And customers increasingly want reassurance around the provenance of the produce they are buying.
In the case of seafood, that includes questions around its sustainability, impact on the marine environment and treatment of employees.
That has led the seafood industry to launch OpenSeas, a one-stop source for information that was unveiled at the Seafood New Zealand annual conference in Wellington yesterday.
Until now it has been difficult to access credible, reliable and up-to-date material in one place.
OpenSeas is a third-party verified, broad-based transparency initiative designed to enable customers of New Zealand seafood, primarily internationally, a single, comprehensive source of information about the environmental, social and production credentials of the New Zealand seafood industry.
Programme Manager Jodie Campbell says OpenSeas, is a first of its kind transparency initiative that has been a year in the making and brought together over 20 industry experts and five regulatory agencies to contribute to nearly 40 pages of website content.
“OpenSeas does not purport to verify individual product claims but it is a systematic collation of available information.”
That information includes New Zealand's approach to sustainable use of its vast marine environment, the systems and processes used to ensure supply chain integrity and the legal protections for the welfare of workers and indigenous communities involved in seafood production.
The site also features individual species profiles, which include the most up-to-date harvest details and independent environmental certification or risk assessment scores.
“OpenSeas focuses on presenting short, digestible pieces of information about the New Zealand seafood industry, allowing users to retain and reuse the information within their own businesses,” Jodie said.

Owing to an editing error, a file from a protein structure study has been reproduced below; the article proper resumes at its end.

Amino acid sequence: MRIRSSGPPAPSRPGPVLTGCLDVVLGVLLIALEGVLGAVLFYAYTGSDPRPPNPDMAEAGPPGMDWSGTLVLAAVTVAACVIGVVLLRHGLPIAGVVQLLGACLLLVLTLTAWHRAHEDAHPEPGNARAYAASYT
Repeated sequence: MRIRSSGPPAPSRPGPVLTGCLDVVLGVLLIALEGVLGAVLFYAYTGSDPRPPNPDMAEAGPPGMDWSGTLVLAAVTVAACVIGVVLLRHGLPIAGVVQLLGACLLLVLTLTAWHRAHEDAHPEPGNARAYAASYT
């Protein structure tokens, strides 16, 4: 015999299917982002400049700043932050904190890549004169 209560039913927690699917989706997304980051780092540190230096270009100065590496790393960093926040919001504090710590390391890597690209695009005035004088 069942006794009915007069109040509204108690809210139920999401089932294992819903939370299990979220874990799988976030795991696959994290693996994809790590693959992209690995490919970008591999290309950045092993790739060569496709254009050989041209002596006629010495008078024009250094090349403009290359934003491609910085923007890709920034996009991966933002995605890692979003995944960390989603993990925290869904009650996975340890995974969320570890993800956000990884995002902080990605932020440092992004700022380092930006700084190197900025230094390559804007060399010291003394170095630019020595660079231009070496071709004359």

“Ultimately, it should enable customers of New Zealand seafood to make informed choices in line with their own sourcing policies.”
Sitting behind the site, is a full suite of reports, supplementary documentation (such as standards, certificates and guidance), legislation and digital references. These details can be found by navigating through the site, empowering users to access the necessary level of detail they require. All information on the site is traceable back to the source document.
James Whittaker, head of responsible sourcing and quality at the Australian supermarket giant Coles, told the conference product safety, quality and responsible sourcing are paramount in satisfying 21 million customers a week across 800 stores.
Coles assurance programme was drawn on in developing OpenSeas.
The programme is made to be shared. Links, factsheets, reports and references can be found throughout the site. The professionally designed format makes it easy to download, share softcopies and print hardcopies.
OpenSeas is designed to assist business to business dialogue but is open, free of charge, for anyone to use.
It is currently undergoing independent certification for the programme's Quality Management System. Achieving certification will be a reflection of the programme's commitment to meeting the information needs of businesses while ensuring accuracy and transparency are not compromised. The aim is to achieve certification within the first six months of the programme.
For more information about the programme, visit www.openseas.org.nz or contact firstname.lastname@example.org.
Keynote speaker Sir Ray Avery, noted entrepreneur and philanthropist, told the conference the signs were consumers were going to turn away from red meat.
“That is good news for you in a business that doesn’t use up resources,” he said.
‘If you believe you can be the greatest seafood exporters in the world, you can do it. You have to have a plan and work together.”
British-born Sir Ray said New Zealand was a country of innovators and Kiwis shared three characteristics – not fond of rules, no respect for the status quo and daring to dream.